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Job Search, Social Interactions and Labor Market Performance of Low-Skilled Immigrants

Author

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  • Eva Arceo

    (Division of Economics, CIDE)

Abstract

In the last two decades, economists have recognized that immigrants make extensive use of their immigrant networks when deciding to migrate and during their stay in the host country. A way in which immigrants utilize their networks is to find information on potential employers during their job search. It thus seems natural to question what the consequences of using the immigrants' networks as a job search strategy are, and whether the size of the network matters. In this paper we develop an on-the-job search model in which immigrants may look for a job using formal and informal channels (i.e. their networks). In order to account for differences in the quality of job offers, we assume that the distributions of wage offers of the network and the formal channels are different. Moreover, the probability of receiving a wage offer through the informal channels depends in a non-linear fashion on the network size, both while employed and while unemployed. Our model predicts that under certain conditions, an immigrant looking for a job through a large network may hurt his/her labor market outcomes. The model also predicts that an increase in the network size could lead to clustering into the network jobs if some restrictions hold.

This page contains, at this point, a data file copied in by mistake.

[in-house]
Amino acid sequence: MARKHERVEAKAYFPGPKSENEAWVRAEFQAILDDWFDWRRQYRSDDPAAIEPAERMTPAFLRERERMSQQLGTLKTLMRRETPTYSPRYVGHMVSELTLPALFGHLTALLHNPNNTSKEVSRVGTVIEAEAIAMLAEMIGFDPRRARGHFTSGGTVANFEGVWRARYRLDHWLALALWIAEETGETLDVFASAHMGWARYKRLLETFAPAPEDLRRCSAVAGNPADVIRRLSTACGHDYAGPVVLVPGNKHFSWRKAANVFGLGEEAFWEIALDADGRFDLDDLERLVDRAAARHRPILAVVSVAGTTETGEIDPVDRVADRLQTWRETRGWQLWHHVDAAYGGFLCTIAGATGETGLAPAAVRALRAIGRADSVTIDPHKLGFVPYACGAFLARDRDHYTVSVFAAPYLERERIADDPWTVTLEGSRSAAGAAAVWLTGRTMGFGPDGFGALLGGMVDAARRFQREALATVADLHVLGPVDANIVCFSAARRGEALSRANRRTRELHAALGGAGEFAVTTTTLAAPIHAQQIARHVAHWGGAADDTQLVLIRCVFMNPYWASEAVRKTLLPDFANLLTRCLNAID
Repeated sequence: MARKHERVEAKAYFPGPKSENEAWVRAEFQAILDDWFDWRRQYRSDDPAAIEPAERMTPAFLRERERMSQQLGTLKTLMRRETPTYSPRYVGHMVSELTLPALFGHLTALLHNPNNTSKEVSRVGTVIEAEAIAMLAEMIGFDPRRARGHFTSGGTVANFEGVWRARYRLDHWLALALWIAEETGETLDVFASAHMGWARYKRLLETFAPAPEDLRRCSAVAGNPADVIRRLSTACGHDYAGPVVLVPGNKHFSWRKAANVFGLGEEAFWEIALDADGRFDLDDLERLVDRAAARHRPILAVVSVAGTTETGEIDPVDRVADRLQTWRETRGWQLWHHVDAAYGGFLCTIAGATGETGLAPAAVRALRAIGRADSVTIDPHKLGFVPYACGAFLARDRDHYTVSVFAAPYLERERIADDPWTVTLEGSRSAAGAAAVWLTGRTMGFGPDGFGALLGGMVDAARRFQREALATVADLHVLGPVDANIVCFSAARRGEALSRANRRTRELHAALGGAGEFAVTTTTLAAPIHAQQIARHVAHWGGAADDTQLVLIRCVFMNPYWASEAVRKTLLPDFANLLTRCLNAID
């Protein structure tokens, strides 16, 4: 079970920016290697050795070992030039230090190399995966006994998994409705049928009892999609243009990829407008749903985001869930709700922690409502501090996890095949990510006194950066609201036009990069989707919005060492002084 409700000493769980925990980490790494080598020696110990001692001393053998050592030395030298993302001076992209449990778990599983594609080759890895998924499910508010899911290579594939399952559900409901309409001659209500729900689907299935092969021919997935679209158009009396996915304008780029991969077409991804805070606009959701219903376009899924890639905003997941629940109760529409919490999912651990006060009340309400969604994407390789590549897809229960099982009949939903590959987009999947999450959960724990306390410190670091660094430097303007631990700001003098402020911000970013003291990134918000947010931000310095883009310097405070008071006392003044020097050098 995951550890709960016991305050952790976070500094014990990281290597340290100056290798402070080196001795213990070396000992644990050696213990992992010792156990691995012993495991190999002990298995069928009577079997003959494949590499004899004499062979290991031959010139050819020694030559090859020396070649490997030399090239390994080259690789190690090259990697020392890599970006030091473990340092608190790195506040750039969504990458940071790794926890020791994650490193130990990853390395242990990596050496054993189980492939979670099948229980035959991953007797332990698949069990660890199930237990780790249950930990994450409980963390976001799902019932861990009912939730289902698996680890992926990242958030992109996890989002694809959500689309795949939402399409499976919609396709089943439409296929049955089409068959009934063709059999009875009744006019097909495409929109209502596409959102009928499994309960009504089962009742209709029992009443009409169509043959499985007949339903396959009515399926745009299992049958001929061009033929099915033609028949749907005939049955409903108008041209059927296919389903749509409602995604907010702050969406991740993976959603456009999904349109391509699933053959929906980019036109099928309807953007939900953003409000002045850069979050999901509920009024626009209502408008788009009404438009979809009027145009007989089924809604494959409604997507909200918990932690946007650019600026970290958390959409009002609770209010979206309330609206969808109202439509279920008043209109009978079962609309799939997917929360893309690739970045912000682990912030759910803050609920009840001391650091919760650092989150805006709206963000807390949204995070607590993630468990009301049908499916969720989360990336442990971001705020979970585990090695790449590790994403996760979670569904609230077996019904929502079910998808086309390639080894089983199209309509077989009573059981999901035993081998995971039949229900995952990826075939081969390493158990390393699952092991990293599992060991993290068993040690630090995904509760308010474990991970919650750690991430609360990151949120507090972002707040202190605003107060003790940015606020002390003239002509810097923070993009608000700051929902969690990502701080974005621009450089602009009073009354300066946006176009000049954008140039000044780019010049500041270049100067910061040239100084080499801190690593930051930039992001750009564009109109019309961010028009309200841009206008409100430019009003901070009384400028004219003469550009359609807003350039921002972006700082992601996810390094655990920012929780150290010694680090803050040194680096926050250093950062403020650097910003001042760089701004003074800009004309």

Suggested Citation

  • Eva Arceo, 2010. "Job Search, Social Interactions and Labor Market Performance of Low-Skilled Immigrants," Working papers DTE 489, CIDE, División de Economía.
  • Handle: RePEc:emc:wpaper:dte489
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    References listed on IDEAS

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    More about this item

    Keywords

    Immigrants; job search; on-the-job model; immigrant's network;
    All these keywords.

    JEL classification:

    • J80 - Labor and Demographic Economics - - Labor Standards - - - General
    • L14 - Industrial Organization - - Market Structure, Firm Strategy, and Market Performance - - - Transactional Relationships; Contracts and Reputation

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